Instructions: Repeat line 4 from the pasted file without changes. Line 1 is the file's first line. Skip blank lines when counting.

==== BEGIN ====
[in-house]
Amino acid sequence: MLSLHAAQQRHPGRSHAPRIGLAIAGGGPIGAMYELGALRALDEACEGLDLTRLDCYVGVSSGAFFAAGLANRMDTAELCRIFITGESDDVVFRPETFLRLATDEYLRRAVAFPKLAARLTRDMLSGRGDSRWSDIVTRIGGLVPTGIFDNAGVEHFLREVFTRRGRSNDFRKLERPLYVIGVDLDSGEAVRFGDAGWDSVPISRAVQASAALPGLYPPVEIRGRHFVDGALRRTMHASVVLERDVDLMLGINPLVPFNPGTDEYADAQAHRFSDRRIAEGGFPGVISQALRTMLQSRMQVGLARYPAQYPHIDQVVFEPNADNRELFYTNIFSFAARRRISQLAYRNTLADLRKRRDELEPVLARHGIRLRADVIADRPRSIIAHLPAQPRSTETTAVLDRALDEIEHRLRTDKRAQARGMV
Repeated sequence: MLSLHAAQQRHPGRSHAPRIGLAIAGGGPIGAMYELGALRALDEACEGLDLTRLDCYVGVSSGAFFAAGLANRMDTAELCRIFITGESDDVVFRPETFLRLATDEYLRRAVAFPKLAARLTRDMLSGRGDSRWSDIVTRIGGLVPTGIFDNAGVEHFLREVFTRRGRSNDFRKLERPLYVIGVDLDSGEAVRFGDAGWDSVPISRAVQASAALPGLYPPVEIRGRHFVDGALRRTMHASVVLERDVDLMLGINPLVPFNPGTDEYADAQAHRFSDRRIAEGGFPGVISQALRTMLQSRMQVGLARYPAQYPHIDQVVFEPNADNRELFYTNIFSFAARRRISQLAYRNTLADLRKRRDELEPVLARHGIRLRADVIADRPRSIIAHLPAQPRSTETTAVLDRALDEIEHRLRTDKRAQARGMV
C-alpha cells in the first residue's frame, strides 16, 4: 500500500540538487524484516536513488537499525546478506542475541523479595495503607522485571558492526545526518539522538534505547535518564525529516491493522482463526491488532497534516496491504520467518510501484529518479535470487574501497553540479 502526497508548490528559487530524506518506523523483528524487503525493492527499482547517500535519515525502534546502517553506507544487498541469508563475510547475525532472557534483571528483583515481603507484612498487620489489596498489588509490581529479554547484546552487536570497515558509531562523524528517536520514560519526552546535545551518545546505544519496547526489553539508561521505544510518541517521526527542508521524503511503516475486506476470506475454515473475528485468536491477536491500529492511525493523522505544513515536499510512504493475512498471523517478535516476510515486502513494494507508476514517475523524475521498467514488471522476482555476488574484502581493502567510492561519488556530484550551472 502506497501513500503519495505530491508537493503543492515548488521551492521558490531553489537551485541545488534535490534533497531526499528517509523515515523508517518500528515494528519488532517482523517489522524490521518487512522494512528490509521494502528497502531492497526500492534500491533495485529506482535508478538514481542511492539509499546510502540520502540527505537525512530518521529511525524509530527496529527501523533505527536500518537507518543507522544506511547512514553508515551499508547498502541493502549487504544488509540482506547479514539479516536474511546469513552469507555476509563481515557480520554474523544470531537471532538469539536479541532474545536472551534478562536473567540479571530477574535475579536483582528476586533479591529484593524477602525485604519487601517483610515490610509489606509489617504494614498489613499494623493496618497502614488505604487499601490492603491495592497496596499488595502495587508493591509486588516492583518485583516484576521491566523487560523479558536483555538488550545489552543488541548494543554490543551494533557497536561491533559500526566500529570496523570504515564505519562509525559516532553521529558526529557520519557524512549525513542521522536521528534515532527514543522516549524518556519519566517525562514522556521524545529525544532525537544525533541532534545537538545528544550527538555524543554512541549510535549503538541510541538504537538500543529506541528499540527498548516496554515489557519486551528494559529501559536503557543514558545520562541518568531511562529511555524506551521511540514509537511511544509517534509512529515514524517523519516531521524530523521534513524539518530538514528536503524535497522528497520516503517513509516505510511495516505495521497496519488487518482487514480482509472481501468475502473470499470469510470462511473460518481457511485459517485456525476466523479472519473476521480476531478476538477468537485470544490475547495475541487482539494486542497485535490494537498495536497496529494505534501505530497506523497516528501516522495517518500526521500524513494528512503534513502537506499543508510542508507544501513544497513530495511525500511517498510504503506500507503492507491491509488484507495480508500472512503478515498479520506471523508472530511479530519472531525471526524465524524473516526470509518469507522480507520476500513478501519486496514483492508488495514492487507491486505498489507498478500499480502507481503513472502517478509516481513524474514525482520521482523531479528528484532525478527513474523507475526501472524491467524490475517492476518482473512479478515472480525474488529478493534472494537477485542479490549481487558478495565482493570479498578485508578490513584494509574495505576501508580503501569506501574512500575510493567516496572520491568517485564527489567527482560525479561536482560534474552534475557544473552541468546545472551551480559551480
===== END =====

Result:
C-alpha cells in the first residue's frame, strides 16, 4: 500500500540538487524484516536513488537499525546478506542475541523479595495503607522485571558492526545526518539522538534505547535518564525529516491493522482463526491488532497534516496491504520467518510501484529518479535470487574501497553540479 502526497508548490528559487530524506518506523523483528524487503525493492527499482547517500535519515525502534546502517553506507544487498541469508563475510547475525532472557534483571528483583515481603507484612498487620489489596498489588509490581529479554547484546552487536570497515558509531562523524528517536520514560519526552546535545551518545546505544519496547526489553539508561521505544510518541517521526527542508521524503511503516475486506476470506475454515473475528485468536491477536491500529492511525493523522505544513515536499510512504493475512498471523517478535516476510515486502513494494507508476514517475523524475521498467514488471522476482555476488574484502581493502567510492561519488556530484550551472 502506497501513500503519495505530491508537493503543492515548488521551492521558490531553489537551485541545488534535490534533497531526499528517509523515515523508517518500528515494528519488532517482523517489522524490521518487512522494512528490509521494502528497502531492497526500492534500491533495485529506482535508478538514481542511492539509499546510502540520502540527505537525512530518521529511525524509530527496529527501523533505527536500518537507518543507522544506511547512514553508515551499508547498502541493502549487504544488509540482506547479514539479516536474511546469513552469507555476509563481515557480520554474523544470531537471532538469539536479541532474545536472551534478562536473567540479571530477574535475579536483582528476586533479591529484593524477602525485604519487601517483610515490610509489606509489617504494614498489613499494623493496618497502614488505604487499601490492603491495592497496596499488595502495587508493591509486588516492583518485583516484576521491566523487560523479558536483555538488550545489552543488541548494543554490543551494533557497536561491533559500526566500529570496523570504515564505519562509525559516532553521529558526529557520519557524512549525513542521522536521528534515532527514543522516549524518556519519566517525562514522556521524545529525544532525537544525533541532534545537538545528544550527538555524543554512541549510535549503538541510541538504537538500543529506541528499540527498548516496554515489557519486551528494559529501559536503557543514558545520562541518568531511562529511555524506551521511540514509537511511544509517534509512529515514524517523519516531521524530523521534513524539518530538514528536503524535497522528497520516503517513509516505510511495516505495521497496519488487518482487514480482509472481501468475502473470499470469510470462511473460518481457511485459517485456525476466523479472519473476521480476531478476538477468537485470544490475547495475541487482539494486542497485535490494537498495536497496529494505534501505530497506523497516528501516522495517518500526521500524513494528512503534513502537506499543508510542508507544501513544497513530495511525500511517498510504503506500507503492507491491509488484507495480508500472512503478515498479520506471523508472530511479530519472531525471526524465524524473516526470509518469507522480507520476500513478501519486496514483492508488495514492487507491486505498489507498478500499480502507481503513472502517478509516481513524474514525482520521482523531479528528484532525478527513474523507475526501472524491467524490475517492476518482473512479478515472480525474488529478493534472494537477485542479490549481487558478495565482493570479498578485508578490513584494509574495505576501508580503501569506501574512500575510493567516496572520491568517485564527489567527482560525479561536482560534474552534475557544473552541468546545472551551480559551480